Planning a holiday in Sri Lanka this month? Don’t forget to catch a glimpse of the most popular Buddhist Festival of the year – Vesak. Buddhists across the world are eagerly awaiting the day of the full moon (Poya) in the month of May every year. India, Japan, Taiwan and Singapore are some other Asian countries that celebrate Vesak. In Sri Lanka, Vesak is seen as a religious and a social festival. Buddhists celebrate the Birth, enlightenment and the passing of Lord Buddha during this festival.
Wearing a white dress, Buddhists visit the temple and participate in traditional ceremonies. Some spend the entire day in the temple, proving their determination to follow the preaching of Buddha. On the day of Vesak Full Moon Poya, alms giving or Dana plays an important role – it is a sign of sharing peace and joy with people. The sales of alcohol and meat is usually prohibited during the Vesak festival.
The streets across Sri Lanka are decorated in celebration of this important event. Plenty of lanterns are lit, devotional songs and sermons are sung and free food is given to passersby. While many countries celebrate this festival, in Sri Lanka, it is most beautiful. Temples are filled with devotees who worship and also offer flowers, light lamps and burn incense. Traditional observances such as these are valuable because they satisfy the religious and emotional needs of devotees.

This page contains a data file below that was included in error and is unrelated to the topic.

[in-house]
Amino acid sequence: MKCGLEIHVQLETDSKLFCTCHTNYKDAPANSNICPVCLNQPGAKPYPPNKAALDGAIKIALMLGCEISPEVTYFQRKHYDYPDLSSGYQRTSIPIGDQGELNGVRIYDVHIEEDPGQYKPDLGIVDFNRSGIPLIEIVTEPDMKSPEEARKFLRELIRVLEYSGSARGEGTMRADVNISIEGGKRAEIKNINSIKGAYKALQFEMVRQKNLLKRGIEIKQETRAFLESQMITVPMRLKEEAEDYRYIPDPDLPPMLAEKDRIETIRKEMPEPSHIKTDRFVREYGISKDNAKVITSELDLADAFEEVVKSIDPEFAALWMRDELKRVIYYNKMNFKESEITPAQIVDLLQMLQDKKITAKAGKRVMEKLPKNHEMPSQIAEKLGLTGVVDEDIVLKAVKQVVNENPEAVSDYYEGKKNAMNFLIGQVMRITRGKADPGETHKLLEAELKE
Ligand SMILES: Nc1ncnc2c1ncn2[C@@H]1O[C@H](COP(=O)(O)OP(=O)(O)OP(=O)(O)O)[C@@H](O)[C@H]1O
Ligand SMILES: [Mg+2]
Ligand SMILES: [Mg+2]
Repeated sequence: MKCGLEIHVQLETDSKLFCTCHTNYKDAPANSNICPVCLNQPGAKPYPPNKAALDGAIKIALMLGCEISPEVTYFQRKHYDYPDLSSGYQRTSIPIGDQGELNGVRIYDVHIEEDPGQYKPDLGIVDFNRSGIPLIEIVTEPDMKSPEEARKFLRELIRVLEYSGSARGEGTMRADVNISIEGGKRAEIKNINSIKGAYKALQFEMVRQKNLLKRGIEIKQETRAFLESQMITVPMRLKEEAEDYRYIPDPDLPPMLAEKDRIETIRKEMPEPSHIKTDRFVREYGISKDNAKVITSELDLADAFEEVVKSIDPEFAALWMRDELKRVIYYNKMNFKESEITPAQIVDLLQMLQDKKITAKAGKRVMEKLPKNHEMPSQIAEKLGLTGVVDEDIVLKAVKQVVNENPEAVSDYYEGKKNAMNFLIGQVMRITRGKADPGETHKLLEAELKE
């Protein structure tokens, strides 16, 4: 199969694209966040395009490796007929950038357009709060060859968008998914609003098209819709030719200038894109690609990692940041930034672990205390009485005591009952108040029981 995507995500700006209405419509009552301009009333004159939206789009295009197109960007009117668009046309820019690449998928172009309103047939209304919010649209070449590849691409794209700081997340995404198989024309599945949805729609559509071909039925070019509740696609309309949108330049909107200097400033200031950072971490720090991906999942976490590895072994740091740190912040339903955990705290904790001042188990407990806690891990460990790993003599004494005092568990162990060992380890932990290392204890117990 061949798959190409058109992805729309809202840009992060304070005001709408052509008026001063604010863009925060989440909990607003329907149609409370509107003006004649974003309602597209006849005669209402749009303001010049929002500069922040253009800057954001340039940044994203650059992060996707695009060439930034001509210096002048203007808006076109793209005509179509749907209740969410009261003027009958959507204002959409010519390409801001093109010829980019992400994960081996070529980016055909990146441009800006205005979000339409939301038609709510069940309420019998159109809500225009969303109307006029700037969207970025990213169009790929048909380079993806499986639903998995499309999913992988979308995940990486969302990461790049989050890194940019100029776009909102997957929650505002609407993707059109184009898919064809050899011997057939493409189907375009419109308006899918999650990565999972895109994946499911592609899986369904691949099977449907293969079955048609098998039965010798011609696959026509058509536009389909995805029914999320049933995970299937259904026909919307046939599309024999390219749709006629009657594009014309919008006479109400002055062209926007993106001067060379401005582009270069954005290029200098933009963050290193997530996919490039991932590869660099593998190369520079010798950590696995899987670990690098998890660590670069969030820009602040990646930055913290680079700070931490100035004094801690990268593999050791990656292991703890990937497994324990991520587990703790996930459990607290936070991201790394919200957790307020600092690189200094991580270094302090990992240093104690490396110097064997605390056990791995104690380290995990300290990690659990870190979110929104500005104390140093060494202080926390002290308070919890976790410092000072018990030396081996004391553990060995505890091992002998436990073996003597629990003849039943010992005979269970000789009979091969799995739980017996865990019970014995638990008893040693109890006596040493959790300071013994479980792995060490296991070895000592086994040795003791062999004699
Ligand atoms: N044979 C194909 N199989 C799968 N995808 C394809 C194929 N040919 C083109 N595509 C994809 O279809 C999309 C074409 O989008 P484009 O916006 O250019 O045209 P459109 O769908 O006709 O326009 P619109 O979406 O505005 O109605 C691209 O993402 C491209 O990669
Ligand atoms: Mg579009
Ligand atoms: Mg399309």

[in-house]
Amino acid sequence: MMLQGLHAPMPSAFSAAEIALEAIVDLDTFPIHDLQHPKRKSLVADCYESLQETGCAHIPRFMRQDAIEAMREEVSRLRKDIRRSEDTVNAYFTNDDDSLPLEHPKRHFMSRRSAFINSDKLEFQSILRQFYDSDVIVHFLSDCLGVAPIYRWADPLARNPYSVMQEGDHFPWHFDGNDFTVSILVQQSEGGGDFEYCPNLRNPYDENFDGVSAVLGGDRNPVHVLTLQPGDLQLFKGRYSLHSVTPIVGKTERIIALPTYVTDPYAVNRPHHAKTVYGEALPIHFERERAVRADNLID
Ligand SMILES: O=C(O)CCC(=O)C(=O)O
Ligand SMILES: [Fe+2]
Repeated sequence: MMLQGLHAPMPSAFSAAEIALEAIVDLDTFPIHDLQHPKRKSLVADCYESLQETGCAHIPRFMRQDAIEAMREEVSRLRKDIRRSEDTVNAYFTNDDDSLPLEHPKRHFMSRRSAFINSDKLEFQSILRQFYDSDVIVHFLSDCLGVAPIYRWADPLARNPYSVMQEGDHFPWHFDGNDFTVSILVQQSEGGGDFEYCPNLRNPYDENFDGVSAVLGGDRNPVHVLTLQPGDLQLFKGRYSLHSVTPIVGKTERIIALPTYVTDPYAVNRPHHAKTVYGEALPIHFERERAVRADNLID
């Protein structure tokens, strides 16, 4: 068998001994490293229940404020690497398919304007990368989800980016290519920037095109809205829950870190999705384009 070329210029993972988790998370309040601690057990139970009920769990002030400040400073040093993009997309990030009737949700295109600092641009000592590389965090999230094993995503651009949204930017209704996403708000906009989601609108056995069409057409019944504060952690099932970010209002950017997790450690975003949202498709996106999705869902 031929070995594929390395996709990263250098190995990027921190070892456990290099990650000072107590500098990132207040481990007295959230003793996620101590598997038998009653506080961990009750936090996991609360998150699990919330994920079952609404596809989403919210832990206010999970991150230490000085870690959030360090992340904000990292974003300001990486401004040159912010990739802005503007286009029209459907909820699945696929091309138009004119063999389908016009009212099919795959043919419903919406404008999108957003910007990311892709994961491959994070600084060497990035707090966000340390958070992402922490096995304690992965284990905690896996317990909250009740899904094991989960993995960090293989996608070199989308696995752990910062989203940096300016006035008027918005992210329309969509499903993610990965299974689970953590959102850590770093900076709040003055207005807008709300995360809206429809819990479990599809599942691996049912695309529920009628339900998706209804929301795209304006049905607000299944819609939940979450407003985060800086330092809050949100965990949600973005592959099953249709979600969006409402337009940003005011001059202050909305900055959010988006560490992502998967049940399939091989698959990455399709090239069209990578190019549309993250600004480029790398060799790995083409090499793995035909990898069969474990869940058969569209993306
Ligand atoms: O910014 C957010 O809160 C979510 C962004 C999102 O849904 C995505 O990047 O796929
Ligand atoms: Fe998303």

During the Vesak season, “Thorana’s” are everywhere. These are electrically lit Vesak Pandols that are erected at public places across the island. Thoranas are sponsored by religious societies, welfare groups and other private donors. There are 550 Past Life Stories of the Lord Buddha and each Vesak Pandol illustrates one of these stories – also known as “Jathaka Katha”. At every Pandol which is brightly lit and loudly narrating stories, you will see a crowd of people gathered there, attentively listening to the story.
Vesak lanterns or Vesak koodu are hung and lit in most homes during the Vesak season in Sri Lanka. This is a significance to the memory of Buddha who delivered Dhamma’s message. During ancient times, clay oil lamps were used for illumination. Gradually, candles became popular and then colorful lanterns were made in a variety of shapes and sizes. Creating Vesak Lanterns became a skilful art and competitions were held by many associations, giving away valuable prizes to those who produced the most beautiful lanterns.
In 2019, the Vesak full moon Poya day falls on Saturday – 19th May. You can expect to see Vesak celebrations beginning from 17th May to about 21st May in hubs such as Colombo, Kandy and Nuwara Eliya during your round tour of Sri Lanka. Also keep in mind, because the Vesak holiday falls on a Saturday and Sunday, the government of Sri Lanka has declared Monday – 20th May as a public holiday in celebration of this festival.
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